CARCASSONNE (Heb. קרקשונה), capital of the department of Aude, in Languedoc, S. France. The first definite evidence of Jews there dates from 839. The Jew Gaudiocus (Isaac?) and his two sons enjoyed the protection of the emperor Louis the Pious (814–840) and owned land in the suburbs of Carcassonne. Later a community was established which owned a cemetery on the slopes of a hill, an area still known as the "Pech Judaïc"; at the end of the 13th century two further plots of ground were purchased to extend the cemetery. The suburb of Saint-Vincent included a Jewish farm known as honor Judaicus. The Jews of Languedoc owned real estate in freehold (alodium) and therefore sometimes exercised certain seigneurial rights. In Carcassonne in 1142, for example, the Christian tenants of land belonging to Jews donated it to the Knights Templar. The latter consequently became tenants of the Jewish owners Guilhem Mancip and Bonysach, as they did later (1173) of the Jews Ruben, Belfait, Juceph, and Mosse Caravita, in respect of a vineyard. The same Mosse Caravita held the office of bailiff, and Jewish bailiffs are found in Carcassonne at least until 1203. From 1195, the Jews in the neighboring localities, in particular in *Limoux and Alet (-les-Bains), had to contribute toward the taxes imposed on the Jews of Carcassonne.
The situation of the Jews there deteriorated when Languedoc was incorporated into the Kingdom of France. A number of Jews were still able to practice there as brokers. However, anti-Jewish measures were enforced by the synodal constitutions of the bishop of Carcassonne in 1272 which prohibited Jews to leave their homes during Easter week and forbade Christians to employ Jewish physicians. In 1288 a decision by the parliament of Toulouse authorized the seneschal of Carcassonne to designate a special judge to deal with the affairs of Jews, but the office was abolished in 1292. Shortly afterward, an investigation was made to determine the number of Jews in the area and whether they fell under the jurisdiction of the crown or the local barons. Previously, in 1291, the king ordered that the Jews who had recently arrived in Carcassonne from England should be expelled. The activities of the Inquisition in Carcassonne were limited by Philip the Fair, who in 1293 instructed the seneschal that it should only deal with relapsed Jewish converts. The inquisitional archives of Carcassonne contained "a parchment volume inscribed in Hebrew characters" and "a large parchment register inscribed in Hebrew characters." In 1304, shortly before their expulsion with the rest of the Jews from France (1306), the Carcassonne community was made to contribute to the local taxes from which they had previously been exempt, in addition to their special taxes. Reestablished in 1315, the community suffered from the hostility of the local townsmen, who complained to the king, and it soon disappeared. A third community was established in 1359, whose members were still engaged in moneylending; the commune of Labruguière (Tarn) was among the debtors. When finally expelled in 1394, the Jews of Carcassonne found refuge in Provence and in *Comtat-Venaissin. The surname "Carcassonne" was retained by several families in this region in particular, as well as in Sardinia.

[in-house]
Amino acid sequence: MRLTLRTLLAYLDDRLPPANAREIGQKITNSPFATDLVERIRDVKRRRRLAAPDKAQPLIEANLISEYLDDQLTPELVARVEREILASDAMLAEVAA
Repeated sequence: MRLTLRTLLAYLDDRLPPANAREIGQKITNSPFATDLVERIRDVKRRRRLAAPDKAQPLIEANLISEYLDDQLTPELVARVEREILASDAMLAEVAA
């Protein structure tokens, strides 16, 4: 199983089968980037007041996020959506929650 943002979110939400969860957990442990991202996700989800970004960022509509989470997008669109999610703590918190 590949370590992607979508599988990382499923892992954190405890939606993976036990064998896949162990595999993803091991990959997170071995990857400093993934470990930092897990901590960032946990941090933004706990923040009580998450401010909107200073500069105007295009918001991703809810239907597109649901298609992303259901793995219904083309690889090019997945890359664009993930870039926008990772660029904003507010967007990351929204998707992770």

Medieval scholars of Carcassonne include the liturgical poet *Joseph b. Solomon; Elijah b. Isaac *Lattes; Jacob b. Eli, author of a polemic addressed to Pablo *Christiani; Samuel b. Solomon Nasi, author of a commentary on Maimonides' Guide; Mordecai b. Isaac Ezovi, alias En Crescas of Orange, one of the exiles of 1306; the physician Dolan Bellon; Benjamin b. Isaac, translator of medical works; and the physician Leon Joseph, who was one of the victims of the expulsion of 1394.
After the invasion of France by the Germans during World War ii, a number of Jews found refuge in Carcassonne, then in the unoccupied zone. They numbered approximately 150 in 1941. An internment camp established in the town for foreign workers also included many Jews. In 1968 there were 75 Jews living in Carcassonne.
Gross, Gal Jud, 613–7; J. Poux, Histoire de la cité de Carcassonne (1922); G. Saige, Juifs de Languedoc (1881); rej, index to vols. 1–50 (1910), 101; Z. Szajkowski, Franco-Judaica (1962), index; idem, Analytical Franco-Jewish Gazetteer (1966), 163; Aronius, Regesten, 101.
Carcassonne (kärkäsôn´), city (1990 pop. 44,911), capital of Aude dept., S France, in Languedoc. The old city, a medieval fortress atop a hill, is one of the architectural marvels of Europe. The new city, across the Aude River, is a farm trade center with rubber, shoe, and textile manufactures. Tourism, however, is the main industry. The Romans fortified the hilltop site in the 1st cent. BC; towers built (c.6th cent.) by the Visigoths are still intact; and the viscounts of Carcassonne added to the fortifications in the 12th cent. A stronghold of the Albigenses, the fortress was taken by Simon de Montfort in 1209. It yielded to the king in 1247, at which time Louis IX (St. Louis) founded the new city across the river. The outer ramparts of the fortress were constructed during St. Louis's reign, and the work was continued, with intricate defense devices, under Philip III. When completed, the fortress was widely considered impregnable; Edward the Black Prince was stopped at its walls in 1355. However, its usefulness ended in 1659, with the annexation to France of the province of Roussillon. The ramparts were gradually abandoned and fell into disrepair; they were restored by Viollet-le-Duc in the 19th cent.